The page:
Defendant exposed himself in court. It was key to his acquittal, Connecticut lawyer says

Desmond James, 26, was found not guilty of sexual assault charges.
Desmond James, 26, was found not guilty of sexual assault charges. Meriden Police Department

Desmond James was a suspect in a 2014 assault when a woman who saw his photo in a newspaper recognized the man who sexually assaulted her two years earlier, the New Haven Register reported.

The victim said she was walking on a street in Meriden, about 23 miles north of New Haven, when a man walking near her pushed her into a backyard and sexually assaulted her when she was 19, FOX 61 reported. She flagged down a car that took her to the police station, the news station said.

James had been on transitional supervision from the Department of Correction at the time of the assault, the news station said. A DNA sample taken from James matched with a sample from the victim’s rape kit, and it led to charges against James in 2015, WFSB reported.

When James, 26, stood trial this month for the 2012 assault, his lawyer relied on an unconventional defense to try to win the case.

The woman had reported she was raped by a “dark-skinned black male with big lips and black-people hair,” according to lawyer Todd Bussert, who called the description "troubling," the New York Post reported. But she also said her attacker’s penis was lighter than the rest of his skin, the newspaper reported.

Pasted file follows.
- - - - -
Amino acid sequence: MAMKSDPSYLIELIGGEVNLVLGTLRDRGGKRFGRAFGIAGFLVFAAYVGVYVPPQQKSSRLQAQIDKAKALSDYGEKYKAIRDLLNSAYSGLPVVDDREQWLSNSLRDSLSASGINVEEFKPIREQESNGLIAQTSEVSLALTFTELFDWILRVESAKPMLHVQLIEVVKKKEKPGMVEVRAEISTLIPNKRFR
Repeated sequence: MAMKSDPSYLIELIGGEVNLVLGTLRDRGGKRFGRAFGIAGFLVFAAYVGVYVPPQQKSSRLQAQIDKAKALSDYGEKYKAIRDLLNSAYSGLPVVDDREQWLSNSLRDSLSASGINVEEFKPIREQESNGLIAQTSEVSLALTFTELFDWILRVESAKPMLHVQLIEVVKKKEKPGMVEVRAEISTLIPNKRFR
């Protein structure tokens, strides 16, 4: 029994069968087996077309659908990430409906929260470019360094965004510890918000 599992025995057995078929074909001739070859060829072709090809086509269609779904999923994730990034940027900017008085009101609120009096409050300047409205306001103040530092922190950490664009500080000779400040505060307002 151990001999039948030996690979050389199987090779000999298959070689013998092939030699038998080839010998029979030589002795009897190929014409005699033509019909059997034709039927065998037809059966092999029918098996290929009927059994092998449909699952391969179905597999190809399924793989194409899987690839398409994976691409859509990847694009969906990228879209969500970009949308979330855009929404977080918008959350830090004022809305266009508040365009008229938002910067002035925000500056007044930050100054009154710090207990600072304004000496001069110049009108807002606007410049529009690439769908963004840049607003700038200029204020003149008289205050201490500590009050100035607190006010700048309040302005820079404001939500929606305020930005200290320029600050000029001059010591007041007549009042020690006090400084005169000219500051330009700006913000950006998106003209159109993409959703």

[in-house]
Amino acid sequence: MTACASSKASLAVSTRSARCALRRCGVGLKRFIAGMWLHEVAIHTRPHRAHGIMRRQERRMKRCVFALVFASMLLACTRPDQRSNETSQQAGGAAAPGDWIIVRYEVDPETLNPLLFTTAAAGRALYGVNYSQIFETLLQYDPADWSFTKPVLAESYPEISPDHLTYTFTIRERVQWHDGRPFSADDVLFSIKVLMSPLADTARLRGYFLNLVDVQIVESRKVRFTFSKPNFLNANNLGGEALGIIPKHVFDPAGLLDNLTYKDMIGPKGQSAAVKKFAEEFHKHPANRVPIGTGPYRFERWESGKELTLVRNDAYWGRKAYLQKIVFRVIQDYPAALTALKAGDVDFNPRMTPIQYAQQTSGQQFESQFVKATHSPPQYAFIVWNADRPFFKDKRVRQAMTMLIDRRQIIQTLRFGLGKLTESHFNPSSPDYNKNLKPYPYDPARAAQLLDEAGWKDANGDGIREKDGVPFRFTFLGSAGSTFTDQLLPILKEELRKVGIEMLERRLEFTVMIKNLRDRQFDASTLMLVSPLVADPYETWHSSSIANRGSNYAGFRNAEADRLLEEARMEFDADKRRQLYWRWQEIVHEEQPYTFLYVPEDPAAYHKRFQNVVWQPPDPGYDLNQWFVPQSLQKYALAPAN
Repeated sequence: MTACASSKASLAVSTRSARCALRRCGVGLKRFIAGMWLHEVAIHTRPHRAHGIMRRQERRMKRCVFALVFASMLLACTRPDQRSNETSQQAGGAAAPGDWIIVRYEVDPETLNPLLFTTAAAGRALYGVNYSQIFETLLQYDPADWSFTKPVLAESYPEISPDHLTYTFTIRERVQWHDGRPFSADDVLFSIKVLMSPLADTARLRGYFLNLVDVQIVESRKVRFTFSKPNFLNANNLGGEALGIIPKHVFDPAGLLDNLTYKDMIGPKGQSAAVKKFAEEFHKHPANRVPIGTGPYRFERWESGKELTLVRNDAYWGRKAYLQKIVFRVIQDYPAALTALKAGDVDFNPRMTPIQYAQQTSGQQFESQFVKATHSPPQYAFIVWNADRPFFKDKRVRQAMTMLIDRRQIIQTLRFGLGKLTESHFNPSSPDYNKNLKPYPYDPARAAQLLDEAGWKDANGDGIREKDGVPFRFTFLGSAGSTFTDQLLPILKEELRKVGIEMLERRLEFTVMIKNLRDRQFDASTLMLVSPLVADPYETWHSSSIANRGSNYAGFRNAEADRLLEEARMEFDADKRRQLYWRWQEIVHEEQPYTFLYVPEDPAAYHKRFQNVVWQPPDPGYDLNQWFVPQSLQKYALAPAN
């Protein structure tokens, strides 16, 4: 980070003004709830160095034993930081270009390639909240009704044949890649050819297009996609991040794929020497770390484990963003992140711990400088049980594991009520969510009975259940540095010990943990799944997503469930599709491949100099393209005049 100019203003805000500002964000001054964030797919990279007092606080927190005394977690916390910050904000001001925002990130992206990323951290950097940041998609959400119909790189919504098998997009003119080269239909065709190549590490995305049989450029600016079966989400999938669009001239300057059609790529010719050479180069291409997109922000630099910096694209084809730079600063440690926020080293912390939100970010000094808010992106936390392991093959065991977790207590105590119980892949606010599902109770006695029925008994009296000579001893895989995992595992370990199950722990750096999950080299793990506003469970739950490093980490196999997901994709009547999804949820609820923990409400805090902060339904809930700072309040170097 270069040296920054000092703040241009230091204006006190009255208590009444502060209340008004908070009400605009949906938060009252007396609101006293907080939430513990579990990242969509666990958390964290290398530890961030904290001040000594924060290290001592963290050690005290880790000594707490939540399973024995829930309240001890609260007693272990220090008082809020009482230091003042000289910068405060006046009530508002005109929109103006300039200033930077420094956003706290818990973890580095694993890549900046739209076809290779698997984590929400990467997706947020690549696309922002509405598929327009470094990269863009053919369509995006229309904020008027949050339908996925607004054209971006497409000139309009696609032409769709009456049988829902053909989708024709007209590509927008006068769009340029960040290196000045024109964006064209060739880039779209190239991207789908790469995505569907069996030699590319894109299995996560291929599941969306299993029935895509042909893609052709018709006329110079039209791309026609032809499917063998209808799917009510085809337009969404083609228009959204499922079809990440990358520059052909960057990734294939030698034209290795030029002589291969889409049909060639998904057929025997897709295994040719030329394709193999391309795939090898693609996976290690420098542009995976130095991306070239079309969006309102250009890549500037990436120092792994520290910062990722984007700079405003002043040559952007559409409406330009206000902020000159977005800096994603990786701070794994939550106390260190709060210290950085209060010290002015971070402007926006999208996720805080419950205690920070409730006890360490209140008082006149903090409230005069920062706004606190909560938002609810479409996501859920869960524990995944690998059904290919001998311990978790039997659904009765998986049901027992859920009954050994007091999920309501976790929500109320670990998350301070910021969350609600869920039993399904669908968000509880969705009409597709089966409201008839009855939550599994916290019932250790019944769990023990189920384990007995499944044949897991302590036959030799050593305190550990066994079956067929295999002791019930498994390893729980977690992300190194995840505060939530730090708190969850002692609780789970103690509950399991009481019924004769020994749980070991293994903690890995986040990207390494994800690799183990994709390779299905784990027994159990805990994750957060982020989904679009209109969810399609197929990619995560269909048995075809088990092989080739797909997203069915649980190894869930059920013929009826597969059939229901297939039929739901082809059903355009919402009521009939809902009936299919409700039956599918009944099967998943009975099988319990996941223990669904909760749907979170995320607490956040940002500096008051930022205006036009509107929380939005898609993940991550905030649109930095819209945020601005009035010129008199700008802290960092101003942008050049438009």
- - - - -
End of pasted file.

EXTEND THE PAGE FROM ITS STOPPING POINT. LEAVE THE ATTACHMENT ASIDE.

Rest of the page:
James’ attorney argued at trial that his client wasn’t the man who was identified in a photo lineup, according to the Post. Jurors heard his argument, but they had to see it, too.

“One of the things they taught us in law school is to use the best evidence you have," Bussert told the New Haven Register. “It is what it is.”

James dropped his pants and pulled out his penis in court this week, the Post reported, after a judge agreed that it was his Sixth Amendment right to defend himself.

Bussert then argued in his closing statement that James’ penis is “darker than the rest of his body — the exact opposite of what the complainant said,” he told the New Haven Register.

It worked. Jurors on Friday cleared James of sexual assault charges, the Post reported.

The move was "embarrassing" for James, but worth it, according to Bussert. “I think it really shook [James] up”, he told the Register. “But I think he realizes, having taken that step, that it helped win the day.”

James is behind bars, however. He was convicted of sexually assaulting a 10-year-old girl in 2014 and sentenced to more than 60 years in prison for that crime.

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